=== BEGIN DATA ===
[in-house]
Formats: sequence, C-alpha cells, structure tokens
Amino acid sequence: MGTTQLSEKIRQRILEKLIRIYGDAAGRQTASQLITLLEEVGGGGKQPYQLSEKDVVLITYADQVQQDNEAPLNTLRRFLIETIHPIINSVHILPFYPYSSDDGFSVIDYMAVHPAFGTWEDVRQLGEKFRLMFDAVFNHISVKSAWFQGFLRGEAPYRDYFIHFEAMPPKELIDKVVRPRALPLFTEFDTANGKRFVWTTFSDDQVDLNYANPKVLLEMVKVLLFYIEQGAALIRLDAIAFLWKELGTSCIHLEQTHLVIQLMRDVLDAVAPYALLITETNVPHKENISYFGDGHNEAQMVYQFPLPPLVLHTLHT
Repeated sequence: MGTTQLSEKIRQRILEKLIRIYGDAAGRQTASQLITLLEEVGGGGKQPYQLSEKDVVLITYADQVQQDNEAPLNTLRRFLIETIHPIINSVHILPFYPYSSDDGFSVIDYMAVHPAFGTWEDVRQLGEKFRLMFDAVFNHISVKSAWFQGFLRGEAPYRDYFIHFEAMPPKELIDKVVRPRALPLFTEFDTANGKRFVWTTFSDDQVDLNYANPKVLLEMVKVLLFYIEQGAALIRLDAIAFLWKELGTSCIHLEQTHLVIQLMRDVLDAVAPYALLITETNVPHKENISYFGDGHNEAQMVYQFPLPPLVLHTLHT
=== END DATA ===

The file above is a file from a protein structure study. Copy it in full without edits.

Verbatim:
[in-house]
Formats: sequence, C-alpha cells, structure tokens
Amino acid sequence: MGTTQLSEKIRQRILEKLIRIYGDAAGRQTASQLITLLEEVGGGGKQPYQLSEKDVVLITYADQVQQDNEAPLNTLRRFLIETIHPIINSVHILPFYPYSSDDGFSVIDYMAVHPAFGTWEDVRQLGEKFRLMFDAVFNHISVKSAWFQGFLRGEAPYRDYFIHFEAMPPKELIDKVVRPRALPLFTEFDTANGKRFVWTTFSDDQVDLNYANPKVLLEMVKVLLFYIEQGAALIRLDAIAFLWKELGTSCIHLEQTHLVIQLMRDVLDAVAPYALLITETNVPHKENISYFGDGHNEAQMVYQFPLPPLVLHTLHT
Repeated sequence: MGTTQLSEKIRQRILEKLIRIYGDAAGRQTASQLITLLEEVGGGGKQPYQLSEKDVVLITYADQVQQDNEAPLNTLRRFLIETIHPIINSVHILPFYPYSSDDGFSVIDYMAVHPAFGTWEDVRQLGEKFRLMFDAVFNHISVKSAWFQGFLRGEAPYRDYFIHFEAMPPKELIDKVVRPRALPLFTEFDTANGKRFVWTTFSDDQVDLNYANPKVLLEMVKVLLFYIEQGAALIRLDAIAFLWKELGTSCIHLEQTHLVIQLMRDVLDAVAPYALLITETNVPHKENISYFGDGHNEAQMVYQFPLPPLVLHTLHT